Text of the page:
Dalata was ordered to pay 50,000 euros for the dismissal of Sligo's hotel manager

Dalata was ordered to pay 50,000 euros for the dismissal of Sligo’s hotel manager

A hotel manager accused of violating his employer’s cash handling rules to make payments to employees outside the payroll has been awarded € 50,000 by the Workplace Relations Commission (WRC) for unfair dismissal.

The WRC found that a “threatening and condescending” letter he sent to his line manager in an attempt to “extract” a major dismissal settlement was not considered in an internal disciplinary investigation and that the allegations of petty cash did not represent a dismissal offense.

Fergal Ryan, former head of Clayton Hotel in Sligo, complained to Dalata Hotel Group plc under the Unfair Terminations Act – a complaint that was confirmed in a decision published on Thursday.

The hotel group claimed that Ryan committed a serious misconduct by approving cash payments to workers, after being warned not to do so after paying his partner, Kasia Smolinska, to cover a restaurant change on Christmas Day 2018.

The hotel group’s position was that it was “not appropriate for partners to work together” and that Smolinska had accepted a settlement to leave its employment earlier that year on the basis of this. Smolinska, in his evidence, denied agreeing to it and Ryan said he was first told that his partner would not work at the hotel in January 2019. He said that with 450 guests it would have been “chaos” if someone had not been taken in.

Sligo Clayton’s then chief operating officer Noel McLeish told the WRC that the head chef’s father had died and that he urgently needed protection. Smolinska said she had insisted on getting paid in cash.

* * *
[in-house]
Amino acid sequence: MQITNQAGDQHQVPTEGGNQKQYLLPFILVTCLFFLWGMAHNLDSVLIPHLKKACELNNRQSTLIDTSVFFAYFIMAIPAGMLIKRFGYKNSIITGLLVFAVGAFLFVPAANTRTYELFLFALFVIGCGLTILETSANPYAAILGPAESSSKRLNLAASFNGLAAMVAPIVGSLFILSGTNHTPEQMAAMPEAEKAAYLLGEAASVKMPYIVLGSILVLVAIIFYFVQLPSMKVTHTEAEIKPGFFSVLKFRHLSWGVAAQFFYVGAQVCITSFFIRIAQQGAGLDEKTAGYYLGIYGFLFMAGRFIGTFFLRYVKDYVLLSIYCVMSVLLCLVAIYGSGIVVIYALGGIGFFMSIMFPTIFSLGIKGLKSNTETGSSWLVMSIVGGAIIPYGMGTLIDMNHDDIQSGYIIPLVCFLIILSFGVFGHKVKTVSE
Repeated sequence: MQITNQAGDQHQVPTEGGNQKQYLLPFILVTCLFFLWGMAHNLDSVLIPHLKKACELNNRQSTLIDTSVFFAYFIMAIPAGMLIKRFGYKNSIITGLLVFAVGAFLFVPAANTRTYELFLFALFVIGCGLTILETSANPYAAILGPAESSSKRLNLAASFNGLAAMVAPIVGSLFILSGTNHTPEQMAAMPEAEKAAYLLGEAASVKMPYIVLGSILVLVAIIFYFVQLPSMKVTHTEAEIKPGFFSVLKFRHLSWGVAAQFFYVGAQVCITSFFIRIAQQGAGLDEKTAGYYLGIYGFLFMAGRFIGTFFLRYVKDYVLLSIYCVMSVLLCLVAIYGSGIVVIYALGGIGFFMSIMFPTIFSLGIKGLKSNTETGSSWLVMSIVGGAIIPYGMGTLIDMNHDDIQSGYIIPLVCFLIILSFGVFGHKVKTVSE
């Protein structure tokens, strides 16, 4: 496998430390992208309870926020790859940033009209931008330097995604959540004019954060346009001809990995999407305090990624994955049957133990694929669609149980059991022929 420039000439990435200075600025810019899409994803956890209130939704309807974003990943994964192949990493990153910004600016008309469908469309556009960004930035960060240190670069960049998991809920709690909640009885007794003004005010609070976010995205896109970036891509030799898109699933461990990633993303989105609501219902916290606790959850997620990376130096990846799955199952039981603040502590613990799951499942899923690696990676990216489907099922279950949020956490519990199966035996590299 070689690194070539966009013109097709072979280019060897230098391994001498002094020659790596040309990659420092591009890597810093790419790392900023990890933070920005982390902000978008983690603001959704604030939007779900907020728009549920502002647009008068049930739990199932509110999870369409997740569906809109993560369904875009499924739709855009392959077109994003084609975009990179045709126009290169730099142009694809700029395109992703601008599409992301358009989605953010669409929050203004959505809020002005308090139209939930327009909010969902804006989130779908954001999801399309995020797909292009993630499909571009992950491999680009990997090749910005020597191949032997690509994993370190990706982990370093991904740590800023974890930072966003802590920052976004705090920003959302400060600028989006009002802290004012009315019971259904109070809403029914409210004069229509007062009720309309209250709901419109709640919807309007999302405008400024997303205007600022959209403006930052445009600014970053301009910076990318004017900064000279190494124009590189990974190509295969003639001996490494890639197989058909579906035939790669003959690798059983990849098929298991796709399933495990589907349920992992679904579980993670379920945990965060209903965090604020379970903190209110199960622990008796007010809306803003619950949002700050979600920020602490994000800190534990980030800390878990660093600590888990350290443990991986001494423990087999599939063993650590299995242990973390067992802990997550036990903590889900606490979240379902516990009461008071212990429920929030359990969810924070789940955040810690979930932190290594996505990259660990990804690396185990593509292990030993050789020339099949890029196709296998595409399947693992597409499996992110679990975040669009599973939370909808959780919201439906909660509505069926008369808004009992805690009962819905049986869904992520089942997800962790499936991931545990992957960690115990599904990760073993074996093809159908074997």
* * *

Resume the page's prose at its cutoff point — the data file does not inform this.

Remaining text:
Aaron Shearer, for Dalata, said the violations of the company’s cash policy were “repeated, gross and acknowledged” by Mr Ryan. An internal investigation revealed that after being warned by the hotel’s auditor not to use small change to pay workers, Ryan continued to make such payments to three other employees that spring.

The WRC heard that these included two carriers who received 70 euros each for having taken on extra safety tasks in February 2019, and an additional payment of 100 euros to an assistant chef who came in on Easter Day 2019.

Ryan said: “I was not aware that it was not allowed to pay cash and settle it afterwards.”

His lawyer, Barry Creed, said the allegations were only made against Ryan after his client turned down a proposed offer of severance pay in May 2019. Mr Shearer said the chairman of Dalata’s disciplinary hearing and Dermot Crowley, the appellant’s case manager – now Dalata’s CEO – had come to the conclusion that Ryan “knew what he was doing was wrong”.

The allegations of petty cash emerged in the wake of a quarrel between Ryan and his line manager Des McCann in May 2019, which ended with McCann filing a complaint about “false and outrageous allegations” in a letter from Ryan, the commission was told.

In her decision, WRC Judge Catherine Byrne found that Ryan had “no credible explanation” for taking his partner to work on Christmas Day.

“It seems to me to have paid [Ms Smolinska] in cash, the complainant tried to normalize this by paying cash to the bearers in February and to the relief chef at Easter.

Ryan’s letter to McCann “broke the trust” between them, Murphy wrote.

Another manager’s evidence was that Ryan said he would “take the company for 150,000 euros”, which “widened the gap of mistrust”, she wrote. But she noted that only the small money cases were raised in the disciplinary investigation and that a reasonable employer would not have resorted to dismissal.

She awarded € 50,000 for unfair dismissal, given Ryan’s contribution to the deal and his difficulty in finding alternative employment due to the effects of the pandemic.

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